South Carolina Democrats are quietly debating if future candidates should have to pledge that they will abide by election and ethics laws -- or risk being taken off the ballot.

Such a pledge could have helped the party avoid its black eye over Alvin Greene, the surprise victor of its June 8 U.S. Senate primary. The party later tried to get Greene to abandon his candidacy after news broke that he faces a felony pornography charge.

The pledge idea is being pushed in part by former state lawmaker and Charleston County Councilman Vic Rawl, who lost to Greene even though Greene had raised no money, did not campaign and had not filed the necessary paperwork with the Federal Election Commission. He later filed with the FEC.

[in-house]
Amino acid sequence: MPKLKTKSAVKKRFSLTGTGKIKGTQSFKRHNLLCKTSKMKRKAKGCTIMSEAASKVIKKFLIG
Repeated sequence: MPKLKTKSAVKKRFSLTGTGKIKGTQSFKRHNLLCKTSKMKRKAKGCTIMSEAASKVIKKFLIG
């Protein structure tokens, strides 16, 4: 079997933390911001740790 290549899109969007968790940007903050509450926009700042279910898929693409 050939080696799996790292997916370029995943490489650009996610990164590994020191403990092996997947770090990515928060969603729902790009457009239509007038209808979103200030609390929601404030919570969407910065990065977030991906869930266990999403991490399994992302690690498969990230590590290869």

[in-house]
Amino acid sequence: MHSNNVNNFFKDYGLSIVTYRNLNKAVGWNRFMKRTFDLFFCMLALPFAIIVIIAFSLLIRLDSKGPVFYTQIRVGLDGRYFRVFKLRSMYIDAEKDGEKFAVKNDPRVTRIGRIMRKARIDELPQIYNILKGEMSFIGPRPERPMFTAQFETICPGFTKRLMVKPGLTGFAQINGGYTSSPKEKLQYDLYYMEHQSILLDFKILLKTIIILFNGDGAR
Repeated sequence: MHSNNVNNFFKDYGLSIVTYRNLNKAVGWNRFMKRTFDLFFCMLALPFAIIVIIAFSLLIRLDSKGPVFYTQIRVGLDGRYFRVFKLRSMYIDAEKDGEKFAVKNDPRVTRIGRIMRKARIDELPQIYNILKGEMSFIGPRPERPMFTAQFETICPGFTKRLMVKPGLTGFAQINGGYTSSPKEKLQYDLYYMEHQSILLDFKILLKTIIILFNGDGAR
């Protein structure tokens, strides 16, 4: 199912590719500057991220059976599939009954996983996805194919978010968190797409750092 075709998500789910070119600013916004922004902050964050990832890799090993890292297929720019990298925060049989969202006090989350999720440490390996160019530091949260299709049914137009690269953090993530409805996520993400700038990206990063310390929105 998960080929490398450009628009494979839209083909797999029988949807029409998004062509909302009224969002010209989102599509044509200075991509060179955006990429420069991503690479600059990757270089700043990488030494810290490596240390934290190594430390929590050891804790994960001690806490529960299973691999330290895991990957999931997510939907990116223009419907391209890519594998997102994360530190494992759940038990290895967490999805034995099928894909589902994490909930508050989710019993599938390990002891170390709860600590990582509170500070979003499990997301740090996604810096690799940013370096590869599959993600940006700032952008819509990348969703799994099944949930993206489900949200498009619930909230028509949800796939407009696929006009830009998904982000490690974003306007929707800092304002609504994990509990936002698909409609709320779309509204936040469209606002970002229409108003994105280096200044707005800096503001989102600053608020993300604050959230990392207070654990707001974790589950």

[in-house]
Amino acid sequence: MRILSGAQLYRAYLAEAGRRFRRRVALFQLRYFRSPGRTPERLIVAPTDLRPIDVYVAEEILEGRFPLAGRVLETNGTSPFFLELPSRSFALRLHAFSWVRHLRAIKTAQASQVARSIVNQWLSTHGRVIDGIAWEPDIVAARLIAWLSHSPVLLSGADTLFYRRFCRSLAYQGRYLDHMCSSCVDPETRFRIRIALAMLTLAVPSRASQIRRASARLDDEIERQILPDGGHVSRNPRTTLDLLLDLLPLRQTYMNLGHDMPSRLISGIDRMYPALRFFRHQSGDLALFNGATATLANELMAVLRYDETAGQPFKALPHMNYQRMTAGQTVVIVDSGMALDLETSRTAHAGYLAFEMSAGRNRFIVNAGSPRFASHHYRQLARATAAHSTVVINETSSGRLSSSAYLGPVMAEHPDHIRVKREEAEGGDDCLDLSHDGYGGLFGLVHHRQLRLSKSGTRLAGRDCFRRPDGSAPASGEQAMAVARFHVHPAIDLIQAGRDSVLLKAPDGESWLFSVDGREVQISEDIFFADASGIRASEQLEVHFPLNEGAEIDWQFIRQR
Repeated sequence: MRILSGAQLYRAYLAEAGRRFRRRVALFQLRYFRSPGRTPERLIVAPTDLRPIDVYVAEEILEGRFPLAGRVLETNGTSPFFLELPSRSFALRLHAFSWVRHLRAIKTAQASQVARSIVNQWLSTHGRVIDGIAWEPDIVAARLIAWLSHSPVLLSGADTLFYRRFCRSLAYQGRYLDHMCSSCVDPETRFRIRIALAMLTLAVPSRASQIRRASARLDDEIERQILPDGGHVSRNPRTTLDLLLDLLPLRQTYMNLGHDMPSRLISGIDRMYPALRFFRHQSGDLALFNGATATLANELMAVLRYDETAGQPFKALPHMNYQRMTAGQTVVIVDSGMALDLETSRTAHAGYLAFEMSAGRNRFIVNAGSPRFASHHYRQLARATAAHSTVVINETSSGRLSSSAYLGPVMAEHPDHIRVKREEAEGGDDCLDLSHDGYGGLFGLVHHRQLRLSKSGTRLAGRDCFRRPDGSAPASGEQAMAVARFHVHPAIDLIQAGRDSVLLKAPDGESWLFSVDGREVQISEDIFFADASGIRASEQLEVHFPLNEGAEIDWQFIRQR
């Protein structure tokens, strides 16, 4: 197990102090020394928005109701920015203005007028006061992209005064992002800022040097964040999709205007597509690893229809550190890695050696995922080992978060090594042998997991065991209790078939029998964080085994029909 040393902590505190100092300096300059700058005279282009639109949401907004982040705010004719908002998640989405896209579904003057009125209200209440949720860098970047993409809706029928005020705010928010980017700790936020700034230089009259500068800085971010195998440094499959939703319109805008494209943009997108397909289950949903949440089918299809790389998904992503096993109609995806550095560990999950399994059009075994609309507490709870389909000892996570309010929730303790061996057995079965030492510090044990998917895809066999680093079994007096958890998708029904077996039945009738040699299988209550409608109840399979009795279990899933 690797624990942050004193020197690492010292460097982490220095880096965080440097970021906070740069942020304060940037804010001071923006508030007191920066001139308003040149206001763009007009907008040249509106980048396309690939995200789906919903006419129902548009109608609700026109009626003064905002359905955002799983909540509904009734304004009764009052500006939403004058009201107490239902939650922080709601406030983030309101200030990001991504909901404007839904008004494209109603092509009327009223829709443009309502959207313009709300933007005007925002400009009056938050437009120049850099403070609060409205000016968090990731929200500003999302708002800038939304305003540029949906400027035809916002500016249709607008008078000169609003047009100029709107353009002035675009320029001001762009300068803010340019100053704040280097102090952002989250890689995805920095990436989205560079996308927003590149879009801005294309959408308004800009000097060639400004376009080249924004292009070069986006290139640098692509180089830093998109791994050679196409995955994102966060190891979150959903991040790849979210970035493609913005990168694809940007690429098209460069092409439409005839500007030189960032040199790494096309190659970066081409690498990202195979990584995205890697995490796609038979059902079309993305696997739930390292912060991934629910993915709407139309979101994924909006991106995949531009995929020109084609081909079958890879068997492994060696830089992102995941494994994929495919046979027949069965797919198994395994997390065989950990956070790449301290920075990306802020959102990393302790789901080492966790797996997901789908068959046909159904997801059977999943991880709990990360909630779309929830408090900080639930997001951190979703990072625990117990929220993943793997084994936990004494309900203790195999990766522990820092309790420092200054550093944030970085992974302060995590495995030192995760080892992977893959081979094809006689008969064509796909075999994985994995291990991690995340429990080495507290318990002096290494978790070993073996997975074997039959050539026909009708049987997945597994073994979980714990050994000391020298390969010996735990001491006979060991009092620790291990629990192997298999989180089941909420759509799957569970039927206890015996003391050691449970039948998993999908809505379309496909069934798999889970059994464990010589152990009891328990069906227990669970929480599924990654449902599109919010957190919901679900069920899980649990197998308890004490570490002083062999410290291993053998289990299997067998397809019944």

"An expanded or additional pledge would enhance the ability of the party to assure the citizens of the state candidates that comply with the law," Rawl said. "I think that is a duty of a political party."

Read more in tomorrow's Post and Courier.